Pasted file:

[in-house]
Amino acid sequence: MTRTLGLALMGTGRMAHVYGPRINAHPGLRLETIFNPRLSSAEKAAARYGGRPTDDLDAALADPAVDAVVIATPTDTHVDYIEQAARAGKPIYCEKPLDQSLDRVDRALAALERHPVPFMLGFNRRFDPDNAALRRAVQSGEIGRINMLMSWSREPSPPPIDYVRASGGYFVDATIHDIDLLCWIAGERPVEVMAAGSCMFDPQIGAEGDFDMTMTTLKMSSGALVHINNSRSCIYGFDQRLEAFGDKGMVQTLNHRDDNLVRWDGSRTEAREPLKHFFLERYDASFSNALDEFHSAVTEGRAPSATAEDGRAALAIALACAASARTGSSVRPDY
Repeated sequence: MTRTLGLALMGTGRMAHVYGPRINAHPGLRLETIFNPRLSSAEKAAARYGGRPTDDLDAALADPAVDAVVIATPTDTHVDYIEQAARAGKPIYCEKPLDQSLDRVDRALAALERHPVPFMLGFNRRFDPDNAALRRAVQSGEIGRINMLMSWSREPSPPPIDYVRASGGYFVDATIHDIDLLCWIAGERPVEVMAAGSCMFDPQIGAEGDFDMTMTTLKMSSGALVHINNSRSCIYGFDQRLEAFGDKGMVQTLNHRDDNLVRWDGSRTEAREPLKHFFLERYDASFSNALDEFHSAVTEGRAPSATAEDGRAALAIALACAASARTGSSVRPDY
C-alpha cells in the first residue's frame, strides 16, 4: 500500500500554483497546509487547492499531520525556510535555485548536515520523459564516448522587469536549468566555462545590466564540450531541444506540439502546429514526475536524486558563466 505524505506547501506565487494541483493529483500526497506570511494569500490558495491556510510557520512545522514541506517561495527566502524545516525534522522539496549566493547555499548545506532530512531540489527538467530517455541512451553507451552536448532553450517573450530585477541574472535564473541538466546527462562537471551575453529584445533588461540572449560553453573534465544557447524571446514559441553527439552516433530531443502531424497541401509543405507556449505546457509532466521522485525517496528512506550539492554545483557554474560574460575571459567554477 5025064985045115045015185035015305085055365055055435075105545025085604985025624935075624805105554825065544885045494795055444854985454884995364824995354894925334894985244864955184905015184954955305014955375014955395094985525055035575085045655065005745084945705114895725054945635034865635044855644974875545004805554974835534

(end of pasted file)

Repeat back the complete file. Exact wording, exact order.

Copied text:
[in-house]
Amino acid sequence: MTRTLGLALMGTGRMAHVYGPRINAHPGLRLETIFNPRLSSAEKAAARYGGRPTDDLDAALADPAVDAVVIATPTDTHVDYIEQAARAGKPIYCEKPLDQSLDRVDRALAALERHPVPFMLGFNRRFDPDNAALRRAVQSGEIGRINMLMSWSREPSPPPIDYVRASGGYFVDATIHDIDLLCWIAGERPVEVMAAGSCMFDPQIGAEGDFDMTMTTLKMSSGALVHINNSRSCIYGFDQRLEAFGDKGMVQTLNHRDDNLVRWDGSRTEAREPLKHFFLERYDASFSNALDEFHSAVTEGRAPSATAEDGRAALAIALACAASARTGSSVRPDY
Repeated sequence: MTRTLGLALMGTGRMAHVYGPRINAHPGLRLETIFNPRLSSAEKAAARYGGRPTDDLDAALADPAVDAVVIATPTDTHVDYIEQAARAGKPIYCEKPLDQSLDRVDRALAALERHPVPFMLGFNRRFDPDNAALRRAVQSGEIGRINMLMSWSREPSPPPIDYVRASGGYFVDATIHDIDLLCWIAGERPVEVMAAGSCMFDPQIGAEGDFDMTMTTLKMSSGALVHINNSRSCIYGFDQRLEAFGDKGMVQTLNHRDDNLVRWDGSRTEAREPLKHFFLERYDASFSNALDEFHSAVTEGRAPSATAEDGRAALAIALACAASARTGSSVRPDY
C-alpha cells in the first residue's frame, strides 16, 4: 500500500500554483497546509487547492499531520525556510535555485548536515520523459564516448522587469536549468566555462545590466564540450531541444506540439502546429514526475536524486558563466 505524505506547501506565487494541483493529483500526497506570511494569500490558495491556510510557520512545522514541506517561495527566502524545516525534522522539496549566493547555499548545506532530512531540489527538467530517455541512451553507451552536448532553450517573450530585477541574472535564473541538466546527462562537471551575453529584445533588461540572449560553453573534465544557447524571446514559441553527439552516433530531443502531424497541401509543405507556449505546457509532466521522485525517496528512506550539492554545483557554474560574460575571459567554477 5025064985045115045015185035015305085055365055055435075105545025085604985025624935075624805105554825065544885045494795055444854985454884995364824995354894925334894985244864955184905015184954955305014955375014955395094985525055035575085045655065005745084945705114895725054945635034865635044855644974875545004805554974835534